Activated T cells express PD-1 to varying degrees, and the concurrent presence of the receptor and upregulation of the ligands at the inflammation site insures protection of the surrounding tissues.29 In addition to PD-L1 upregulation due to inflammation, many solid tumors have been shown to express PD-1 ligands, including melanoma, lung, colon, and breast, and PD-L1 expression also correlates with poor prognosis in many cancers.30-33 Thus, unlike in the case of CTLA-4 blockade, PD-1 blockade targets the tumor site more directly because PD-1 is present on tumor-specific T cells within the tumor microenvironment. In addition, PD-1 and PD-L1 knockout mice do not develop serious spontaneous autoimmune responses in the first year and only exhibit aggravated tissue responses to infection or accelerated disease in autoimmune-prone strains.34-37 These observations point to the possibility of milder immune side effects to be expected with immunotherapy targeting this checkpoint.
TLA-4 Blockade in the Clinic
The first checkpoint blockade therapy approved in the United States was ipilimumab (Yervoy, previously known as MDX-010). Ipilimumab is a fully human monoclonal antibody against CTLA-4; it was approved by the FDA for the treatment of metastatic melanoma in 2011 based on the results of the phase 3 trial that demonstrated for the first time a significant survival benefit in previously treated patients with advanced unresectable metastatic melanoma.38 In this pivotal study, 676 patients with HLA-A*0201–positive, previously treated melanoma were randomized to receive ipilimumab alone, ipilimumab with glycopeptide 100 (gp100) vaccine, or gp100 vaccine alone, where ipilimumab was administered at the dose of 3 mg/kg q3wk for up to 4 doses. The median OS, the primary end point of this study, was significantly higher in groups receiving ipilimumab (10.0 and 10.1 months, respectively) than in the vaccine-alone group (6.4 months; hazard ratio [HR] 0.68; P?.003). Grade 3/4 immune-related adverse events (irAEs) were 10% to 15% for ipilimumab and ipilimumab plus gp100, and 3% for gp100 alone. OS at 2 years was 22% for the ipilimumab group and 24% for the ipilimumab plus gp100 vaccine group, compared with 14% for the gp100-alone group.
Similarly positive results were published a year later in the first-line setting where, in a randomized phase 3 trial, 502 patients with treatment-naive metastatic melanoma were randomized 1:1 to receive either ipilimumab (10 mg/kg) plus dacarbazine (850 mg/m2) or dacarbazine (850 mg/m2) plus placebo, administered at weeks 1, 4, 7, and 10, followed by dacarbazine alone q3wk through week 22.39 OS at 1 year was 47% in the ipilimumab-dacarbazine group versus 36% in the dacarbazine-placebo group. This study brought ipilimumab into the first-line setting and showed differing patterns of toxicity depending on the context of administration. Grade 3/4 adverse events were more frequent for ipilimumab in combination with chemotherapy – 56% for the ipilimumab-dacarbazine combo and 28% for dacarbazine – and the pattern of irAEs also changed to more frequent hepatotoxicity (20%) and less frequent colitis (2%). Notably, despite showing safety and higher efficacy at the 10 mg/kg dose, the FDA approved ipilimumab only at 3 mg/kg.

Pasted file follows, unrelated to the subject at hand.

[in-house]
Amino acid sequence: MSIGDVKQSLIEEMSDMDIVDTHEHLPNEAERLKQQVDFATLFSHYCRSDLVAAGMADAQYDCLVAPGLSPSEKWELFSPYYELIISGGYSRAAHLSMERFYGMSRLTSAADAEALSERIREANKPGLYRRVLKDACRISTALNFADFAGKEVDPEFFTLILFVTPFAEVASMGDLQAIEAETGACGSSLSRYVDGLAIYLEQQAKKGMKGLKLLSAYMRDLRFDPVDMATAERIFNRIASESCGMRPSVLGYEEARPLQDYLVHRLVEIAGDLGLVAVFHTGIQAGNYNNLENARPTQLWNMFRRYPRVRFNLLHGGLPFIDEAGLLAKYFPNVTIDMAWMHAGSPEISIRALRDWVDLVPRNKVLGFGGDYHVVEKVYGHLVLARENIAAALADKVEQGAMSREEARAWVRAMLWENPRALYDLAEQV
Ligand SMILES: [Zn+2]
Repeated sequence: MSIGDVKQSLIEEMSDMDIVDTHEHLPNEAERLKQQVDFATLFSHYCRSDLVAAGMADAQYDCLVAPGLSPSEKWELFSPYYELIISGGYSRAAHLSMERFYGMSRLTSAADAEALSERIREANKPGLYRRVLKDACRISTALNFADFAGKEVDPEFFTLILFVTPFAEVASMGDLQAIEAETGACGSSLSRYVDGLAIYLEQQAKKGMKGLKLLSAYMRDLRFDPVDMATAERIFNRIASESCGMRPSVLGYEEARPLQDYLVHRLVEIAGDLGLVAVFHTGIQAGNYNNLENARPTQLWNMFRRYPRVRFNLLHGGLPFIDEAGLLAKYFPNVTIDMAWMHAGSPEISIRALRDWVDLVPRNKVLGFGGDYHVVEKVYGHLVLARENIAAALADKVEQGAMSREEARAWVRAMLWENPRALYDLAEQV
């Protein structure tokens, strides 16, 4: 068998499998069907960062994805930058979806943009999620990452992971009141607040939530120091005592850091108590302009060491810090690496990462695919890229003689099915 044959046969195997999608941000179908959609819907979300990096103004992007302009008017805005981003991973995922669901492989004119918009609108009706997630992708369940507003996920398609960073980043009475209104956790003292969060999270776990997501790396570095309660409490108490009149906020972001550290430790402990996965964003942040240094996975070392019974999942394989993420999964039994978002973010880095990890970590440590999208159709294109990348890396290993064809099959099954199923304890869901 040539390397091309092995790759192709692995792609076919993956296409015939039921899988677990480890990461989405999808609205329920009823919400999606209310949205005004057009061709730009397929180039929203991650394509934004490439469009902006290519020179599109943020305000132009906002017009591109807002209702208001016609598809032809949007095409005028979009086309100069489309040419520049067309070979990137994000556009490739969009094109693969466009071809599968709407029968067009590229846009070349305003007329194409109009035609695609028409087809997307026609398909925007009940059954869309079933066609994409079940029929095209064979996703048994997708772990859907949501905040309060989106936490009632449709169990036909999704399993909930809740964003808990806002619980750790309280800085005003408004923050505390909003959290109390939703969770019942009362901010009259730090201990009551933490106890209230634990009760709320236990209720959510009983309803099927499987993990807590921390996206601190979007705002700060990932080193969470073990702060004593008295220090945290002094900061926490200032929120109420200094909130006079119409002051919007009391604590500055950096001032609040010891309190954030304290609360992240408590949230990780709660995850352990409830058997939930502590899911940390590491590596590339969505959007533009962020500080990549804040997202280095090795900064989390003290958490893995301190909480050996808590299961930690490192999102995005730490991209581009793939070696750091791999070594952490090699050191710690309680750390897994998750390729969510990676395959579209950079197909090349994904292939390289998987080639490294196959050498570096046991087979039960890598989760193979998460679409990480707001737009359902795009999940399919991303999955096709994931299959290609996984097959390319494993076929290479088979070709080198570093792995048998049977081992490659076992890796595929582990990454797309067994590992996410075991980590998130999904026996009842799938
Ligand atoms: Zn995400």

PD-1/PD-L1 Blockade in the Clinic
Currently, the results from early studies of 3 anti–PD-1 agents have been reported, including nivolumab (formerly known as MDX-1106/BMS-936558/ONO-4538), pembrolizumab (MK-3475), and pidilizumab (CT-011).
Nivolumab, a fully human IgG4 antibody blocking PD-1, has been shown to produce durable responses in patients with melanoma, renal cell carcinoma (RCC), and non–small cell lung cancer (NSCLC). In a phase 1 study in patients with advanced melanoma, NSCLC, castration-resistant prostate cancer, RCC, and colorectal cancer, nivolumab was administered at doses ranging from 0.1 to 10 mg/kg q2wk.40 Objective response rates were observed in 28% of the melanoma patients (26 of 94), with grade 3/4 irAEs occurring in 14% of all patients, the worst being pulmonary toxicity.
In a phase 1 trial of nivolumab in 107 heavily pretreated patients with advanced melanoma, the ORR was 31% in a dose range from 0.1 mg/kg to 10 mg/kg q2wk, with the best ORR of 41% achieved at 3 mg/kg, the dose chosen for phase 3 trials.41 Median duration of response at this dose was 75 weeks, median progression-free survival (PFS) 9.7 months, and median OS 20.3 months. Overall 1-year survival rate was 62%, with median duration of response 24 months and median OS 17.3 months; 2-year OS was 48%, and 3-year OS was 41%. Patients who experienced an immune-related response (best reduction in target lesions from baseline ?30% in the presence of new lesions or after initial progressive disease [PD], or PD for ?3 tumor assessments with best change in tumor burden ?20% from baseline) can achieve similar OS outcomes as those with objective response according to RECIST. Nivolumab monotherapy produced durable responses, with some continuing following the discontinuation of therapy. In a subset of patients, the PD-L1 expression correlated with favorable ORR, PFS, and OS. The most common adverse events were low-grade and manageable. Nivolumab is currently being assessed in 3 ongoing phase 3 studies (NCT01721746, NCT01721772, and NCT01844505).